Maria Cecarelli is nicknamed Cabiria (Giulietta Masina), a prostitute living on the outskirts of Rome in a tiny hovel, but could it be she has found the one man who can take her away from all this and allow her to start afresh? No, it couldn't, because that man takes her on a trip to the river and while she stands at the water's edge enjoying the day and his company, he grabs her handbag and pushes her in, then runs away, leaving her to drown. Some boys on the bank are alerted to her cries as she goes under and dive in to rescue her, pulling her out as the adults try to resuscitate her by artificial respiration, massage and holding her upside down till the fluid drains out of her, but once revived she is furious with them...
Whereas she should be furious with the boyfriend who tried to kill her, but it's going to take more than that to wake Cabiria up to the men in her life who will take advantage of her trusting nature. She had appeared in a previous film directed by Federico Fellini, The White Sheik, and would perhaps be more famous when her story was turned into Sweet Charity, a musical that was filmed with Shirley MacLaine, but for the fans of the director and indeed the actress, who was Fellini's wife, here was where she was undiluted by any Hollywood conventions. This served up a curiously hard-edged sentimentality where the damaged heroine tried to remain optimistic in spite of the hard knocks life doled out to her.
For many observers, this was one of the most emotional movies ever made as the cartoonish protagonist was routinely abused by all and sundry as if everyone was determined to see her ground down with all the hope dashed from her body, which given her oddly caricatured personality was the equivalent of watching Betty Boop be driven to a crushing depression. That could be effective, yet the naysayers had a point when they accused Masina of being a little too cute in her performance and her husband of manipulation, with a sadistic tinge to the ordeals Cabiria endures, all too carefully calibrated to jerk the audience’s tears when something more emotionally honest might have come across less cynically masterminded.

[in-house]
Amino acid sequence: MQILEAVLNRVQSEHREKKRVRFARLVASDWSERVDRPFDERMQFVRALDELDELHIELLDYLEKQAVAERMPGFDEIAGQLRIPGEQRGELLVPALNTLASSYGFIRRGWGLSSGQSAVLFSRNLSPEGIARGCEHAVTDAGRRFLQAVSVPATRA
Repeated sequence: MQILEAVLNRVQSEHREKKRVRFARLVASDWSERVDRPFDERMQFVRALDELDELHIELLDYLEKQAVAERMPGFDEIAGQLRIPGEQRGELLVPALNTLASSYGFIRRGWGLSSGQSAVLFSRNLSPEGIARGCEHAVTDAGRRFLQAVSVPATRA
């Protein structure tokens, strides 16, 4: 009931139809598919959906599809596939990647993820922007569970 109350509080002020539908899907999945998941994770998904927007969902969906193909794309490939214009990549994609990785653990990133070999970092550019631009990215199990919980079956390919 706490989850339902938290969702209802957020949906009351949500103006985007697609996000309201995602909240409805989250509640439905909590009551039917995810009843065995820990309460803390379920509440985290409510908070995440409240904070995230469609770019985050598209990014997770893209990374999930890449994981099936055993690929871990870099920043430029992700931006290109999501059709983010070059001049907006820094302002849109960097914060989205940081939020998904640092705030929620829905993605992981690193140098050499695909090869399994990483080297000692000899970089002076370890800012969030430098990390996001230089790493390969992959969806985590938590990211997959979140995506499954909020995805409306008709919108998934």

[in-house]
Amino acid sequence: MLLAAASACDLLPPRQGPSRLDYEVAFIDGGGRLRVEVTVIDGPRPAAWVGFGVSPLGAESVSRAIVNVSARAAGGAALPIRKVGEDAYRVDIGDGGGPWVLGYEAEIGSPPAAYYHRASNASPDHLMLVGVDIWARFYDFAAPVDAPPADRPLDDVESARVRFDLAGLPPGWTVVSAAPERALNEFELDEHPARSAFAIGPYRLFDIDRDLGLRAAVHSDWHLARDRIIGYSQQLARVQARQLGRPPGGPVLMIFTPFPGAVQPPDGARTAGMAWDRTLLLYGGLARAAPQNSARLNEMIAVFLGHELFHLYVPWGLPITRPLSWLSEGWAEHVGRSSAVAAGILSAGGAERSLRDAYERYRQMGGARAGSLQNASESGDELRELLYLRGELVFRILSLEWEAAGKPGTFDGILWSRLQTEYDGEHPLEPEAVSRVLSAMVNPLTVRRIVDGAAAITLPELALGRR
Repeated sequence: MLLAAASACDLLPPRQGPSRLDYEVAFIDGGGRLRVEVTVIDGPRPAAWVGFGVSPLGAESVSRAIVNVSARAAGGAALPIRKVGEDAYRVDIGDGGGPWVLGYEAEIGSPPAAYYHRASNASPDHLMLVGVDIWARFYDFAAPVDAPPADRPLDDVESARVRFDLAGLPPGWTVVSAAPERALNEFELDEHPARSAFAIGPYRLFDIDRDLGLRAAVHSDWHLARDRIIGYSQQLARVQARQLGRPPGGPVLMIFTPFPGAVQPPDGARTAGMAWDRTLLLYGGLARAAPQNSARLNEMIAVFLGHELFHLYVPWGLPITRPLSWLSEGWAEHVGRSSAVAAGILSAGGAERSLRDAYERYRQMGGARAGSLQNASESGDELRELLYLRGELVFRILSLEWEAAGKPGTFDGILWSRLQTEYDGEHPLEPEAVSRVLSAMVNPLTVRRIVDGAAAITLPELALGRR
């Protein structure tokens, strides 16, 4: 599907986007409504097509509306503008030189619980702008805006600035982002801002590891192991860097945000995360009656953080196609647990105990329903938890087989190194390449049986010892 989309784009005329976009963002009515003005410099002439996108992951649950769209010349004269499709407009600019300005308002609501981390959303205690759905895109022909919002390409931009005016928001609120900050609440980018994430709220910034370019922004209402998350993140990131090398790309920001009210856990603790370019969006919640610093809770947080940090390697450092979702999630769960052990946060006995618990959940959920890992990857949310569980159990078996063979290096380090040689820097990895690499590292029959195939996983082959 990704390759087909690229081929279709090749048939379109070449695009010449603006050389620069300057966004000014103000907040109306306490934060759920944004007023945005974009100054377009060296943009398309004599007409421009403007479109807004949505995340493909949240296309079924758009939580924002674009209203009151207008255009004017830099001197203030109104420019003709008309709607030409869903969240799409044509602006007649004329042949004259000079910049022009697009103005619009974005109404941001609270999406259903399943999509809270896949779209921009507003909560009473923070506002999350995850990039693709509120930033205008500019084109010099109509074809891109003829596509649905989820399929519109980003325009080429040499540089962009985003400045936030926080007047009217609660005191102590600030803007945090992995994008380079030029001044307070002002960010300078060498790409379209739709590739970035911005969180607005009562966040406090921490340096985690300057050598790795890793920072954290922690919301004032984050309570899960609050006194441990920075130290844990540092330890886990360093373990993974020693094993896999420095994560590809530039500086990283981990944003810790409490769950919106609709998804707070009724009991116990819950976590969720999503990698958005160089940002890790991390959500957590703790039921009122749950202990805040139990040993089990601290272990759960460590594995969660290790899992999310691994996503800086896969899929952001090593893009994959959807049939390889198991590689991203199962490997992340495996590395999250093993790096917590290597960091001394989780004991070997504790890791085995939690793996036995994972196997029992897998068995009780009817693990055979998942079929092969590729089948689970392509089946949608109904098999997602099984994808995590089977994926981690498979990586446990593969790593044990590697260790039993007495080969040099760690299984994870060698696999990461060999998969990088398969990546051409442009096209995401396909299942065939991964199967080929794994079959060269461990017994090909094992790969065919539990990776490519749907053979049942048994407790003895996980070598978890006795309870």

Every time - and I mean every time - Cabiria thinks she can finally look forward to something the rug is pulled from under her, which really can get a bit much so that when she does find someone in the second half who is geared to her well-being we are now convinced she is headed for a fall even if this guy is on the level. Sweet Charity sugarcoated this to a degree, though it left the essential "if you can survive this, you can survive anything" conclusion intact, but leading up to this Cabiria has encounters not only with the potentially murderous boyfriend but a movie star who she cannot believe her luck wants to spend the night with her, except it's actually bad luck she's suffering when his girlfriend returns unexpectedly and Cabiria must hide out in the bathroom for the whole evening before sneaking out.
There were hints some of this was meant to be funny, only in a deeply bittersweet fashion, so for example when our girl is on the dancefloor of a swanky nightclub with the celebrity she really struts her funky stuff while the higher class patrons look on in amused, almost snooty disdain. Then again, there were the sequences where the tone was more grimly ironic, such as when Cabiria and her prostitute pals join a pilgrimage to pray to the Madonna that their lives will change and that ray of hope they so yearn for will at last bless them, only for their prayers to have absolutely no effect and things continue much as they had before. But then she meets Mr Right, and she wonders if her wishes have been granted; Masina offered a study in pessimistic, tough guardedness for most of the time, tempered by her remaining hope, which made the ending one of the most beautifully poignant in cinema. But again, there was so much of the cynic to the film we didn't know if we could trust the world to give her a break, ever. Music by Nino Rota.
Aka: Le notti di Cabiria
[Nights of Cabiria is released on Blu-ray by Studiocanal in a restored print, and with these extras:
Interview with film historian Phil Kemp
Also released on Blu-ray by Studiocanal is The White Sheik, the Fellini film where the Cabiria character first appeared.]